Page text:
It’s not just the people of Orléans who are beautiful. Dhonielle Clayton’s imagery is effortless, and from the moment the story began, I felt as wide-eyed and captivated by the world as Camille was seeing it all for the first time. Clayton does a fabulous job painting the magnificent opulence of the world of Orléans and the Belles. But for me, reading this book was like walking through a cloud of raspberry perfume. At first it was delicious, exciting, inviting–but after endless descriptions of dresses and jewels, marble and flowers, people eating pastries (so many pastries!) and macarons? I got overwhelmed, to the point where I barely processed the scenery anymore.
The world building of The Belles was what drew me in to request the book originally. Clayton works with a fascinating and incredibly unique premise, and learning the hows and whys of Orléans was great. I would have liked a lot more detail than what we got, though. By the end of the book, I still had a lot of questions about some of the basic tenets of the world, like what exactly happened to the Gris who didn’t get beauty treatments (it was made to sound very ominous, but all the characters in the book had a very blasé attitude about reverting to their natural state, aside from the *not being pretty* part?).
Also, where there are lavish palaces and merchant houses that bring in fortunes on luxuries like spices and jewels, there’s major economic disparity somewhere else. Clearly there are people somewhere in the world who go without, but how they factor in is very unclear. Couple that with talk of colonies and other islands and a War Ministry, all of which are footnotes in passing–are there other countries in this world? What relationship do they have to Orléans? I was pretty confused.
From the way the book ended, I think Clayton is going to address some of my many questions in the sequel, but I had a hard time getting comfortable in this book without really knowing what was going on.
To be taken with a grain of salt, I didn’t like Camellia. Plenty of other readers did. I thought she stayed willfully ignorant for a lot of the book. In the face of major, this changes the world as you knew it revelations about the entire purpose and culture of the Belles, she basically turned a blind eye and didn’t try to find out more until she absolutely had to. She also didn’t show a whole lot of integrity and was party to some really bad, cruel decisions without a lot personal consequences. And she kept expecting loyalty from people she really hadn’t done anything to inspire trust in, other than to be generally pleasant to them or maybe to bribe them? And then being flabbergasted if it seemed like they didn’t stand up for her, never mind that she rarely put herself at risk to stand up for anyone else.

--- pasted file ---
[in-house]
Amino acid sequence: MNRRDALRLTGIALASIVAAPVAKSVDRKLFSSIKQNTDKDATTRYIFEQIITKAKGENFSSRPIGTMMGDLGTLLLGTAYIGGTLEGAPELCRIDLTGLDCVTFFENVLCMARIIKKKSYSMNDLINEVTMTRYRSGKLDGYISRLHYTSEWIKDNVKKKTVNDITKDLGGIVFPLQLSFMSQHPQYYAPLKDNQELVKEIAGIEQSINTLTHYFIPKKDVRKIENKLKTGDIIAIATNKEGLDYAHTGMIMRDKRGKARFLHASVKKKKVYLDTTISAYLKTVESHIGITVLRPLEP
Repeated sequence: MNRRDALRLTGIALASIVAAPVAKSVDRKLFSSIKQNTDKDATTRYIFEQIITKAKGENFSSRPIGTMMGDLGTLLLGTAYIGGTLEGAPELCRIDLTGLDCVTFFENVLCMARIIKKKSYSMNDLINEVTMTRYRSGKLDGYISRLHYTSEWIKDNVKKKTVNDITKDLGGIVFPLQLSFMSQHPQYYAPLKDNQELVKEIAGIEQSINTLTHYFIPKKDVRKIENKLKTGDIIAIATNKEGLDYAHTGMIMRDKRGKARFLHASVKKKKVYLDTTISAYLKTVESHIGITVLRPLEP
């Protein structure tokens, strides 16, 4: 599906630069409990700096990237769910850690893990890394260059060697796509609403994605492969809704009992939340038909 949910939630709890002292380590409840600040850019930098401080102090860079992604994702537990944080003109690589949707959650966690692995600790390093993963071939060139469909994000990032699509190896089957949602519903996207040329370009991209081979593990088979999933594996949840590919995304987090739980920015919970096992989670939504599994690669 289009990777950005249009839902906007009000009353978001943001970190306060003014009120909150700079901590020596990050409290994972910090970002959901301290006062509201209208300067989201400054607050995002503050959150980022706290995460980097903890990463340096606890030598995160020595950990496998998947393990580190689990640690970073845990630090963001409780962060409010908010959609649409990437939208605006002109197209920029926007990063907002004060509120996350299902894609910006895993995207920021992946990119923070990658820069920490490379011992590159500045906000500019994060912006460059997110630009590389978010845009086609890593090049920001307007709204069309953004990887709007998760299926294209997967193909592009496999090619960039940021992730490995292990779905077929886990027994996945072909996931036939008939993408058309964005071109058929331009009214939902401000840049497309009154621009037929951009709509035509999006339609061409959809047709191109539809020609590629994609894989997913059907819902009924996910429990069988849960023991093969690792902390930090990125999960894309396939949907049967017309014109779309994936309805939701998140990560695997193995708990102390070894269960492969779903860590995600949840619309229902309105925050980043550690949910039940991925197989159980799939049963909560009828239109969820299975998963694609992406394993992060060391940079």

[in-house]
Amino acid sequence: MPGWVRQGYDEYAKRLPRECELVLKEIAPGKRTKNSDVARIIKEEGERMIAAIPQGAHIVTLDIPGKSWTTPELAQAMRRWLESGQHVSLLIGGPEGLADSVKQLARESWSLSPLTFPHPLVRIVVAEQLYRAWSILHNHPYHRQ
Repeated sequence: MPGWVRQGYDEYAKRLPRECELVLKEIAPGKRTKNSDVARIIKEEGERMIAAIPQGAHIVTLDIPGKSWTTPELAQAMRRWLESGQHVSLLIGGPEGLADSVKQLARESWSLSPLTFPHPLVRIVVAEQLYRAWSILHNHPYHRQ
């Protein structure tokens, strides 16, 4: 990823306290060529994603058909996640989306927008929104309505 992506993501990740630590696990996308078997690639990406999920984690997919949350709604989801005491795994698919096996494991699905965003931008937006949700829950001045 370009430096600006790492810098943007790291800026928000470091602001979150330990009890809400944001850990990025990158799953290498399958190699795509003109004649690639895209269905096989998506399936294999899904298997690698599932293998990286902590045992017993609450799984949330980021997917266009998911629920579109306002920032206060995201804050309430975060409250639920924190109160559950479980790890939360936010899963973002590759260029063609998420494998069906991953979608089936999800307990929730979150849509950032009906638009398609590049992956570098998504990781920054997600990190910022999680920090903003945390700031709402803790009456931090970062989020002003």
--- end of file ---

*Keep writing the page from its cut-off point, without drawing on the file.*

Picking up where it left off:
The plot dragged for me. I honestly think The Belles should have been, like, 50 pages shorter. There’s just not enough happening here to justify the length of the book. The plot meandered a lot, too, because there were two big plot arcs that didn’t mesh very well: the secrets and conspiracies related to the Belles, and the problems facing the royalty. Only one of the two plot lines added very much urgency or tension to the book, and they were both hard to care about because Camellia was pretty indifferent to both sets of problems for a good portion of the book, tbh.
To be completely honest, I didn’t enjoy The Belles a whole lot. BUT I think this is very much a case of the book not being good for me and my personal tastes. I am solidly in the minority opinion on this one.
In this book, Clayton excels in creating a fun, whimsical, wildly different fantasy story, and there’s a lot here to love. If you loved Caraval for its decadent atmosphere, imaginative setting and premise, and subtle magic, I really think you might love The Belles, too, and you should definitely give it a try.
All in All…
- 3/5 sea stars
- Published February 6th, 2018, by Disney-Hyperion
- 448 pages
- For fans of Caraval, Ally Condie and Matched, French-themed settings, the politics-driven parts of The Hunger Games trilogy where people aren’t fighting to the death, Celaena trying on dresses in the Throne of Glass series.
I received this book free through NetGalley in exchange for an honest review.